Ambrose Bierce the Man and the Snake

3060 Words Oct 20th, 2011 13 Pages
Ambrose Bierce

The Man and the Snake

Ambrose Gwinnett Bierce (June 24, 1842– after December 26, 1913) was an American editorialist, journalist, short story writer, fabulist and satirist. Today, he is best known for his short story, "An Occurrence at Owl Creek Bridge" and his satirical lexicon, The Devil's Dictionary. The sardonic view of human nature that informed his work – along with his vehemence as a critic, with his motto "nothing matters" – earned him the nickname "Bitter Bierce." Despite his reputation as a searing critic, however, Bierce was known to encourage younger writers, including poet George Sterling and fiction writer W. C. Morrow. Bierce employed a distinctive style of writing, especially in his stories. This style often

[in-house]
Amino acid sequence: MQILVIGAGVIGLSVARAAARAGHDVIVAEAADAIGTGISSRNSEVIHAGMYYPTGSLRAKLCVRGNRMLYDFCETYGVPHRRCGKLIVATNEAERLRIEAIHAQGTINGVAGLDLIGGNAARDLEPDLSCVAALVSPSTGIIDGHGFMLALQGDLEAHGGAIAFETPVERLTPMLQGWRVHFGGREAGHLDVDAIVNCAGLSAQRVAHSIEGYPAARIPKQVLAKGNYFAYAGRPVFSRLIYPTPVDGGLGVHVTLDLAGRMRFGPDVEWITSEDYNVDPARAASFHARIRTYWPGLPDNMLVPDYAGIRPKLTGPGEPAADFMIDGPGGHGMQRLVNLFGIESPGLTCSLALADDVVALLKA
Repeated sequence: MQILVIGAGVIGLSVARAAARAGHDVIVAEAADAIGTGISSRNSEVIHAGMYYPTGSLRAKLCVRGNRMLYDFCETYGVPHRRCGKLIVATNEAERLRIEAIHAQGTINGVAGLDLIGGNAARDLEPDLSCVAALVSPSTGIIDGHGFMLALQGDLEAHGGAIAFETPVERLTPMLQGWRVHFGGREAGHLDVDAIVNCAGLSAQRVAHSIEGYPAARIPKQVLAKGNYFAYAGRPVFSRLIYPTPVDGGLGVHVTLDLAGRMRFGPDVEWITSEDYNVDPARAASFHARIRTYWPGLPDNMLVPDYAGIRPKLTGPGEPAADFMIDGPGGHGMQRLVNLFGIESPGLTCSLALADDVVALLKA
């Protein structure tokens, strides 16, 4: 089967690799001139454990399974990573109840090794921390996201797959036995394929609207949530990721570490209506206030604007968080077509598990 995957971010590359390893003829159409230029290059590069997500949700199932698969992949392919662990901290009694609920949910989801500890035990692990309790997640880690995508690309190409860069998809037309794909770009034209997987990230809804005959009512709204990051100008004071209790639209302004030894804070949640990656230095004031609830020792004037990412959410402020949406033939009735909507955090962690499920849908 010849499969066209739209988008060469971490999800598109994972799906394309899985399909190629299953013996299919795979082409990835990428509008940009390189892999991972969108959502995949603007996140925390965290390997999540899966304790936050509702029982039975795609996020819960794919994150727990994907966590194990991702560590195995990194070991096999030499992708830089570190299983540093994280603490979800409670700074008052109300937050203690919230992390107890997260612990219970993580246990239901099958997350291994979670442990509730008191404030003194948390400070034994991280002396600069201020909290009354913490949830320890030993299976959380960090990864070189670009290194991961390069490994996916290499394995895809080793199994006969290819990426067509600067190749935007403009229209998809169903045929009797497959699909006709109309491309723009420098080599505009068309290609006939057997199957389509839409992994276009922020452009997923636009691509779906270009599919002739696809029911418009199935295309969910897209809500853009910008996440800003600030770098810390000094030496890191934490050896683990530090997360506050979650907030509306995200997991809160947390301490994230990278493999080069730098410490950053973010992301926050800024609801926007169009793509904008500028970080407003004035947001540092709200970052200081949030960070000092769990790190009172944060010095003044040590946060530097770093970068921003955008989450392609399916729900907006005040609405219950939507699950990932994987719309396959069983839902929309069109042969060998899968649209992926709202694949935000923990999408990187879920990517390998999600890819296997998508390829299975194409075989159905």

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Druring, the distinguished scientist. Dr. Druring's house, a large, old-fashioned one in what was now an obscure quarter of the city, had an outer and visible aspect of reserve. It plainly would not associate with the contiguous elements of its altered environment, and appeared to have developed some of the eccentricities which come of isolation. One of these was a "wing," conspicuously irrelevant in point of architecture, and no less rebellious in the matter of purpose; for it was a combination of laboratory, menagerie, and museum. It was here that the doctor indulged the scientific side of his nature in the study of such forms of animal life as engaged his interest and comforted his taste--which, it must be confessed, ran rather to the lower forms. For one of the higher types nimbly and sweetly to recommend itself unto his gentle senses, it had at least to retain certain rudimentary characteristics allying it to such "dragons of the prime" as toads and snakes. His scientific sympathies were distinctly reptilian; he loved nature's vulgarians and described himself as the Zola of zoology. His wife and daughters, not having the advantage to share his enlightened curiosity regarding the works and ways of our ill-starred fellow-creatures, were, with needless austerity, excluded from what he
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